Ensuring water programmes use local expertise

This strategy features in the framework of Agenda 21 as formulated at UNCED (Rio de Janeiro, 1992), now coordinated by the United Nations Commission on Sustainable Development and implemented through national and local authorities. Agenda 21 recommends monitoring research and development activities to ensure that they make full use of local expertise and other local resources and that they are appropriate for the needs of the country or countries concerned.

The Surat and Standard Cotton Mills Rural Development Project in the Panchmahals District of Gujarat was designed to serve tribal peoples involuntarily leading a nomadic life -- migrating out of their villages for six months of the year due to the lack of work in their own environment. The development of nine small irrigation projects, has initiated a series of changes in lifestyle affecting several thousands of families. A number of supportive services have been developed including supply of inputs for intensive agriculture, access to co-operative credit and health care. The school attendance by children has improved. The awakening and training of local people for their own development continues. The renewed pride and concern among the people to directly involve themselves in their own new situation is clearly visible. The rural development programme has added opportunities and training for people to take responsibility whether as a pump operator, mechanic, teacher or nurse. Villagers now understand the irrigation equipment and can repair it when necessary. Those who have pursued education have returned to the villages as doctors, engineers and teachers. Local leadership nurtured through the programme now negotiates decisions both among the various villages covered by the project and with external agencies like the banks which contribute to the programme.

After the 1976 earthquake in Guatemala, several governmental agencies and NGOs began latrine construction and health-improvement programmes in rural areas. Simple pit latrines were introduced with limited success. The digging of pits was difficult in the rocky ground. People living on small plots did not view the pit latrine as useful or practical because of the lack of space to relocate the latrine once the pit was full. In areas with high groundwater, the pit contents became wet, odorous, and attracted flies.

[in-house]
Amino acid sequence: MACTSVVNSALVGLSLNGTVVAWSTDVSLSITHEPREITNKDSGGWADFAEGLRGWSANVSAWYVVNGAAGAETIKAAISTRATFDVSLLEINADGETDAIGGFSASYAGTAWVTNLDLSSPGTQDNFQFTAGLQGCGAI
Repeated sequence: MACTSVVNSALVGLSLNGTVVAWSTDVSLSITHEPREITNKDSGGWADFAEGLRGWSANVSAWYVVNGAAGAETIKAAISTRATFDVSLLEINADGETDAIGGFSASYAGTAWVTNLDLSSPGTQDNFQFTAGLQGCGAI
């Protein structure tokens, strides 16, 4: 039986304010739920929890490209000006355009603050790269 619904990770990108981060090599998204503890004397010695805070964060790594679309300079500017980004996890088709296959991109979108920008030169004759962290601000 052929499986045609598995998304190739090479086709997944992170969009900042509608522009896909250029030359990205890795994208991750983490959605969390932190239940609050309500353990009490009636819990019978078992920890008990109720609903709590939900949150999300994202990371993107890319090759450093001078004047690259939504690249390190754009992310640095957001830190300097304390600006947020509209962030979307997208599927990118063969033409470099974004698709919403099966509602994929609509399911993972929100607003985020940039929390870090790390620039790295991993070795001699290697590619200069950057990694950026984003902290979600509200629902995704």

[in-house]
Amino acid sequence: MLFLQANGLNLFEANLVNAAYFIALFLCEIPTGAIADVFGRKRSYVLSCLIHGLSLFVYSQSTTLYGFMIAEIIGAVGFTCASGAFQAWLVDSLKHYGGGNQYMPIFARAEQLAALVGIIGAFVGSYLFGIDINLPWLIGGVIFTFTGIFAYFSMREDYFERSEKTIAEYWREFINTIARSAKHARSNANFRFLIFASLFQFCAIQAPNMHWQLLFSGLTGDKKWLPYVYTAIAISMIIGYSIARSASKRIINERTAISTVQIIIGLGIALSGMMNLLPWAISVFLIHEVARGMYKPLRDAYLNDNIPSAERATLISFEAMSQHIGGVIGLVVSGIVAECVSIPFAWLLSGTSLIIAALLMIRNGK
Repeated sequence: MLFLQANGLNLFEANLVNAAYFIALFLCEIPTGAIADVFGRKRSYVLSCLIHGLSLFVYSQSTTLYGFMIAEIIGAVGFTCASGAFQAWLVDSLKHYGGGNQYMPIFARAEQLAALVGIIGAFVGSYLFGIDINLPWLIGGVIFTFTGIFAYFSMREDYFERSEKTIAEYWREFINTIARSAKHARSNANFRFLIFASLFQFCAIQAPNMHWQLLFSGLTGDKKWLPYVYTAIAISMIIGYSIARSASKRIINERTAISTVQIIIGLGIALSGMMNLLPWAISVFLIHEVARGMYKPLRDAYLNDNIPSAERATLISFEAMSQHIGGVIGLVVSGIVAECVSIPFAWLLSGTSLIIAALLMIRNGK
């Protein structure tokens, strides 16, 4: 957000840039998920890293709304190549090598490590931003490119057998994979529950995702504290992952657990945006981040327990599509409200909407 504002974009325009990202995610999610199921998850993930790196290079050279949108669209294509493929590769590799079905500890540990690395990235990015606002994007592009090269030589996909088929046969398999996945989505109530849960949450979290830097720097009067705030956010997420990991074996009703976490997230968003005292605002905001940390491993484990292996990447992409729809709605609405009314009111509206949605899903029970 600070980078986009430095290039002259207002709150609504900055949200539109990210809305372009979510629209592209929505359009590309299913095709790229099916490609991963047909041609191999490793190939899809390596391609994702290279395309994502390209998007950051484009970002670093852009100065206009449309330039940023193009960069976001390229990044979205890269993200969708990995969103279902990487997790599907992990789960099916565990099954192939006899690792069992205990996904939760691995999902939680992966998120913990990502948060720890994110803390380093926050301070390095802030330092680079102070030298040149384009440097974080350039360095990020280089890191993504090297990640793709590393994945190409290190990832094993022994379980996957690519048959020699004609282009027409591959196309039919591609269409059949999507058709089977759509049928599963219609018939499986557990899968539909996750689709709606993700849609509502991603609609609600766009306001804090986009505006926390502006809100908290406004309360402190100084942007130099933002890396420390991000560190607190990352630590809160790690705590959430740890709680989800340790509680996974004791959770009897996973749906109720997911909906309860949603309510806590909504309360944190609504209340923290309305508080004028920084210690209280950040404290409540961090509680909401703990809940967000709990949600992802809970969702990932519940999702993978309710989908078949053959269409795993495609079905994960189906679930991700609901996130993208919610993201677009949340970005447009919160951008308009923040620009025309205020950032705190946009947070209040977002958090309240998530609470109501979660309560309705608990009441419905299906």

In 1978, the Centro Mesoamericano de Estudios sobre Tecnologia Apropiada (CEMAT) began to evaluate the technical performance and social acceptability of various improved latrine designs for rural areas that could both fight disease and provide fertilizer. It was very aware that subsistence farmers in Guatemala, many of whom must cultivate land with poor soil, could not afford the ever-increasing cost of imported chemical fertilizer. A design was developed which offered several advantages: no digging is required; it can be built in densely populated areas or on small plots; it does not pollute the groundwater; and because the composting process destroys all pathogenic bacteria, it reduces the farmer's need for chemical fertilizer while helping rebuild the organic content of the soil. By 1986, 3600 latrines had been constructed in the country. Since then, surveys conducted by CEMAT have indicated that over 60% of the latrines had either been abandoned or had never been completed.

The first phases of the project demonstrated that the concept was sound, and that fertilizer of high quality (field proven) can be produced. The potential for income generation as well as faecal hygiene was real. It was not enough simply to develop a sound technology. The initial development work was undertaken in isolation from the potential users. User preference was not given sufficient precedence, and the result was that a technology was proposed to communities that may not have felt that it fulfilled their own needs and priorities. The lesson from these projects is that it is not enough to work for people; unless research teams work with people in designing and testing the interventions, demonstration projects are unlikely to succeed at the community level.

CEMAT has since been very active during the last four years developing networking mechanisms between communities and macro-level development agents to promote the exchange of information and collaboration. It has also instituted a number of remedial actions, including standardization of essential design features and monitoring tools; training and technical support through technology-transfer workshops for communities and interested organizations; and providing follow-up support to communities on rehabilitation and proper use of the latrines, as well as on fertilizer use.

Type Classification:
E: Emanations of other strategies